While filling in for Graeme Tuckett on Radio New Zealand’s Nine to Noon film slot last Thursday, I casually mentioned that Daniel Craig had been cast as journalist Mikael Blomkvist in David Fincher’s forthcoming remake of The Girl With the Dragon Tattoo. With the collapse of Sam Mendes’ new Bond picture, Mr Craig has a franchise-sized gap in his schedule and I think he’s ideal casting to play the craggy crusader (originated by Michael Nyqvist in the Swedish films and a six part television series).
Harry Sloan, a media entrepreneur who once made $200m when a Scandinavian broadcasting business he was managing was taken public, was brought in as chairman of the studio. Sloan set about the substance of his work with enthusiasm, but he was also noted for his quirky habits. He arranged his office in the MGM building according to feng-shui principles and kept a selection of crystals in the screening room to improve energy flows – he even had his office telephone number changed, replacing all the fours with eights, a lucky number in China.
Back before the days of “Iron Chef”, “Masterchef” and “Hell’s Kitchen”, television’s top food expert was a very tall, slightly ungainly, woman who sounded a little drunk. She was Julia Child and in the 60s she taught America how to cook. In an era where tv dinners, pre-prepared sauces and easy cake mixes were top of a busy housewife’s shopping list, Child produced the almighty tome Mastering the Art of French Cooking which went on to sell millions of copies and make her a legend.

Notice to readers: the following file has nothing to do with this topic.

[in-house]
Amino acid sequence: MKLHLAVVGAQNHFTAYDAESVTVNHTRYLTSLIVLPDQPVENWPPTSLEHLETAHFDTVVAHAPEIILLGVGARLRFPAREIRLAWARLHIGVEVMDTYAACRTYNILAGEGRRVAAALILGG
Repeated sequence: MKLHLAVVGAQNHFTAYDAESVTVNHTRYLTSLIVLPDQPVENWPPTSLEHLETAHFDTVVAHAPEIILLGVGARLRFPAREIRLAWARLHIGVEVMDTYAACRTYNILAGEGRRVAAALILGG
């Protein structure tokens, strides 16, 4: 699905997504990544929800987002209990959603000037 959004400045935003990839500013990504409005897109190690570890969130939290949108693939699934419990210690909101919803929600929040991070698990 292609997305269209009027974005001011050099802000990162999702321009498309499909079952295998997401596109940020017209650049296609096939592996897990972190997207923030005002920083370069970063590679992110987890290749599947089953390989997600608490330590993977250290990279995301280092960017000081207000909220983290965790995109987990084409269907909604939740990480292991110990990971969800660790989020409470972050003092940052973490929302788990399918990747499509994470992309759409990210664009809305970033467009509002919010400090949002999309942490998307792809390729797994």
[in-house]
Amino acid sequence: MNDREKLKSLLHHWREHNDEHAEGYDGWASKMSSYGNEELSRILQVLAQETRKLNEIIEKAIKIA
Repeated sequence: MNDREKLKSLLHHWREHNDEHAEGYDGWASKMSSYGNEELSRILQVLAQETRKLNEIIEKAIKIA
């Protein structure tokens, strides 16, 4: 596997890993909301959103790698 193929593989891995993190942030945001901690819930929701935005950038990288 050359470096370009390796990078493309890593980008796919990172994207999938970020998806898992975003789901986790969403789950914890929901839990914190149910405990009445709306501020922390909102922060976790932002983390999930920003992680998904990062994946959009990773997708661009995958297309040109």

A little later on, 2002 in fact, New Yorker Julie Powell started an online project to reproduce every recipe in the famous cookbook (over 500 of them) in a single year. Nora Ephron’s new film Julie & Julia skilfully merges the two stories, freely noting the parallels between them, and managing to produce a warm and witty film that honours the remarkable Child.
Those of us that try and take cinema seriously have very few forums where we can truly express our passion and the Monday evening screenings at the Wellington Film Society are the alter at which we worship.
For over 60 years Wellingtonians have been gathering to watch flickering images from all over the world. In the days before the words nerd or geek we were called buffs (and were proud of it) and we still gather in our hundreds at the Paramount picture theatre to bathe in the glory of a rectangular image on a silver screen — shadows cast by films from exotic places (and some from less far afield).
This year’s Feb-Nov programme kicks-off on Monday with a real treat — Garden of Earthly Delights is the first screening in a series of films by acclaimed Polish filmmaker Lech Majewski and it’s a prime example of the kind of screening that only the Film Society can provide. It’s an award-winning art movie about love, loss, morbidity and creation and the director will be present at the screening to take questions.
In addition to filling for Graeme Tuckett on Nine to Noon whenever he gets a better offer, I’ve been reviewing some books. Last Friday I had the great pleasure of talking to Lynn Freeman about the wonderful history of New Zealand cinema exhibition, “The Celluloid Circus” by Wayne Brittenden.
The RNZ downloads tend to disappear after a week so I’ve taken the liberty of archiving it here. Courtesy of Radio New Zealand: